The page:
I took advantage of a warm day in the middle of a cold spell, to spend time in a familiar stream. The water temperatures were still freezing but often the worst part of winter snorkels isn’t getting in. It’s getting out of the water into freezing air temperatures at the end of the swim, and the warmth was a welcome change.
The creek was empty of life but there was lots of evidence. Beaver have been active and rearranged the creek, again. The beginnings of a dam is gone with only a few remnants left that doesn’t effectively hold water so what used to be a deeper pool is now a shallow sandy flat. The downstream sides of the scalloped bottom are covered in silvery mica. There a few piles of saw dust filled beaver feces and a few smaller muskrat droppings scattered about.
I float out over the big pool which is shallower by a foot. It is being drained by two new streams that formed after the beaver dammed up the main channel. I expect to see a collection of hundreds of common shiner, fall fish, and river chub since this is where they seem to gather this time of year. But the pool is empty. A large bank of leaves has collected on the left and it frames a spectacular underwater gorge on the right. This pool always had impressive architecture, but today with the steeply sided leaf pile, it seems more dramatic. I feel like I’m gliding over a small grand canyon. A trout rockets from behind me, darts past and disappears around the bend. I hope to see this fish again, since it was the only one today. I scare it up again and in typical trout fashion it shoots past me back upstream before I can even point the camera in its direction.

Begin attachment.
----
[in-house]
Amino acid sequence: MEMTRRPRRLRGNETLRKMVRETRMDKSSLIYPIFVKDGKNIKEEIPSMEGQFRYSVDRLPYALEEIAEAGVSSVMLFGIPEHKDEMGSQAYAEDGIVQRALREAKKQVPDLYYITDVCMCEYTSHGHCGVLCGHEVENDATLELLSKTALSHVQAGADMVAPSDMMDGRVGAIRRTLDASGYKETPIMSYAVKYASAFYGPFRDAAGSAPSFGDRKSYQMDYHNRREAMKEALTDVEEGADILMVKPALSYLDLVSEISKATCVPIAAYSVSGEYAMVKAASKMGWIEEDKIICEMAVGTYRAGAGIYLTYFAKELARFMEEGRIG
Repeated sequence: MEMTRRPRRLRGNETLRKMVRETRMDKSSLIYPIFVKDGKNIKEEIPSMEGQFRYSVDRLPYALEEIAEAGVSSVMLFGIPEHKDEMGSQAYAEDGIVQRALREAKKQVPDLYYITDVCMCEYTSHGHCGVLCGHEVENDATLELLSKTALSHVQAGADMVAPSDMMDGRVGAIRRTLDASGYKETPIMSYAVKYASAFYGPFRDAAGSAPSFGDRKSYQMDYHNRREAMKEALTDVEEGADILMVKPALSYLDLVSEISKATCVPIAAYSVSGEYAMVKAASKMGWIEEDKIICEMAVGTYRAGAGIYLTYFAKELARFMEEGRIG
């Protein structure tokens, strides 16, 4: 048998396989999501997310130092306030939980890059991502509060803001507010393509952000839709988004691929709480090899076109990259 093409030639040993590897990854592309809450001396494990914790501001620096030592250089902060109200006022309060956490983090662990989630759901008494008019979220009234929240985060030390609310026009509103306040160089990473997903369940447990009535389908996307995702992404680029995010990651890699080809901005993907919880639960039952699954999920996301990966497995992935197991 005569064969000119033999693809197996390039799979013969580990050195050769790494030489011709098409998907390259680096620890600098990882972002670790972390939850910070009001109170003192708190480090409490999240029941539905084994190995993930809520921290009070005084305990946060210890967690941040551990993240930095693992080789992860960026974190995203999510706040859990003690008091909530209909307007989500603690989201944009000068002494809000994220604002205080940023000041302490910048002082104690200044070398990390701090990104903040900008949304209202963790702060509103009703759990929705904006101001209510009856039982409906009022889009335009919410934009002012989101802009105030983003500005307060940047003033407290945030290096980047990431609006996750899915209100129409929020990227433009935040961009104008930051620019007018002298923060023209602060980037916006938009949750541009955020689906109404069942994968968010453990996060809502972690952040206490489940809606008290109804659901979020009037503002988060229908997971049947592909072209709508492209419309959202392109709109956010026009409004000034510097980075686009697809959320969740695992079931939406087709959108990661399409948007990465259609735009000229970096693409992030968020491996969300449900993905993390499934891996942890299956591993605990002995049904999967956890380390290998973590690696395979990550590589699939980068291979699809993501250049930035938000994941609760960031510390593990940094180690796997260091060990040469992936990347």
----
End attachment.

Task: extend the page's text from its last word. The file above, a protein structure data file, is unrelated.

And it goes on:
I decide to check out some of the pools in the new riffle downstream of the main pool. I’m not there for more than a minute when a northern hog sucker speeds downstream and disappears into a collection of leaves and beaver chews hung up on the bank. I look for the fish in the tangle, and notice a sculpin looking back at me from the gravelly bottom.
Sculpins are ambush predators. They are amazingly camouflaged to blend in with their surroundings and patiently wait for a fish to wander by. Their face is dominated by a huge mouth and when they rapidly open it, they suck the unsuspecting prey in. I knew sculpins should be here, but have never seen any, and for as many times as I have been in Big Branch, I was starting to wonder if maybe the bottom was just too sandy to support sculpins. But they are dominant in this gravelly stretch. I see another and another. A fourth and fifth hang out together for a while, but then they too dissolve into the background as soon as I take my eye off them. Another juvenile northern hog sucker swims between my arms.
I start to shiver and slowly start back downstream very satisfied. I never know what I will see, even when everything seems to have gone somewhere else for the winter. Life shifts and adapts and learning where it goes and how it works is a true joy.